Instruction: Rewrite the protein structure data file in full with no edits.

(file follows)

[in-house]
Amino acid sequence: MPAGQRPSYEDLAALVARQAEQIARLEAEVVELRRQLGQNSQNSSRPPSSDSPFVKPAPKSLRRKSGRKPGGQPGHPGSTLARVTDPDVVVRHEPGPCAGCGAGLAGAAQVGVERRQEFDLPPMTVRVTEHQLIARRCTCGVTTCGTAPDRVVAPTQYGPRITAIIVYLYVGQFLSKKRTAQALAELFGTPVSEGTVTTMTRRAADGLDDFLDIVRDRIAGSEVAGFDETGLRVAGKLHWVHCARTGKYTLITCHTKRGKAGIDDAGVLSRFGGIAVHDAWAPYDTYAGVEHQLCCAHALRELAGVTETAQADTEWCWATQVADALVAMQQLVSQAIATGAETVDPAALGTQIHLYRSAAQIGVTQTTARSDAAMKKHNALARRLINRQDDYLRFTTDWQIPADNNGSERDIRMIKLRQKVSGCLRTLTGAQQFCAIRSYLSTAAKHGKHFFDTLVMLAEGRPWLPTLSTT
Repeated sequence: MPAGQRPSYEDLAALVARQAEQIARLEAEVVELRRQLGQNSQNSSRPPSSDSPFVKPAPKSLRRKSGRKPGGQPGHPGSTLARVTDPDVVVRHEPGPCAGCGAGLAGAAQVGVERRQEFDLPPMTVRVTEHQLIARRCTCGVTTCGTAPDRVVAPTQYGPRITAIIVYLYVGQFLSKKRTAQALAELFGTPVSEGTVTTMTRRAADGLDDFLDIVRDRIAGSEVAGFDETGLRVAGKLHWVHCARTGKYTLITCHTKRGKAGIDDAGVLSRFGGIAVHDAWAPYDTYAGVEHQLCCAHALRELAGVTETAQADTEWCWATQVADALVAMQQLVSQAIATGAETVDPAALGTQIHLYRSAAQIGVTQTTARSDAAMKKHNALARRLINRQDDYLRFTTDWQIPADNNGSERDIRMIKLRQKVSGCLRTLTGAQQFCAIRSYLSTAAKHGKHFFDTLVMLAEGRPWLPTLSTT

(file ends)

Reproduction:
[in-house]
Amino acid sequence: MPAGQRPSYEDLAALVARQAEQIARLEAEVVELRRQLGQNSQNSSRPPSSDSPFVKPAPKSLRRKSGRKPGGQPGHPGSTLARVTDPDVVVRHEPGPCAGCGAGLAGAAQVGVERRQEFDLPPMTVRVTEHQLIARRCTCGVTTCGTAPDRVVAPTQYGPRITAIIVYLYVGQFLSKKRTAQALAELFGTPVSEGTVTTMTRRAADGLDDFLDIVRDRIAGSEVAGFDETGLRVAGKLHWVHCARTGKYTLITCHTKRGKAGIDDAGVLSRFGGIAVHDAWAPYDTYAGVEHQLCCAHALRELAGVTETAQADTEWCWATQVADALVAMQQLVSQAIATGAETVDPAALGTQIHLYRSAAQIGVTQTTARSDAAMKKHNALARRLINRQDDYLRFTTDWQIPADNNGSERDIRMIKLRQKVSGCLRTLTGAQQFCAIRSYLSTAAKHGKHFFDTLVMLAEGRPWLPTLSTT
Repeated sequence: MPAGQRPSYEDLAALVARQAEQIARLEAEVVELRRQLGQNSQNSSRPPSSDSPFVKPAPKSLRRKSGRKPGGQPGHPGSTLARVTDPDVVVRHEPGPCAGCGAGLAGAAQVGVERRQEFDLPPMTVRVTEHQLIARRCTCGVTTCGTAPDRVVAPTQYGPRITAIIVYLYVGQFLSKKRTAQALAELFGTPVSEGTVTTMTRRAADGLDDFLDIVRDRIAGSEVAGFDETGLRVAGKLHWVHCARTGKYTLITCHTKRGKAGIDDAGVLSRFGGIAVHDAWAPYDTYAGVEHQLCCAHALRELAGVTETAQADTEWCWATQVADALVAMQQLVSQAIATGAETVDPAALGTQIHLYRSAAQIGVTQTTARSDAAMKKHNALARRLINRQDDYLRFTTDWQIPADNNGSERDIRMIKLRQKVSGCLRTLTGAQQFCAIRSYLSTAAKHGKHFFDTLVMLAEGRPWLPTLSTT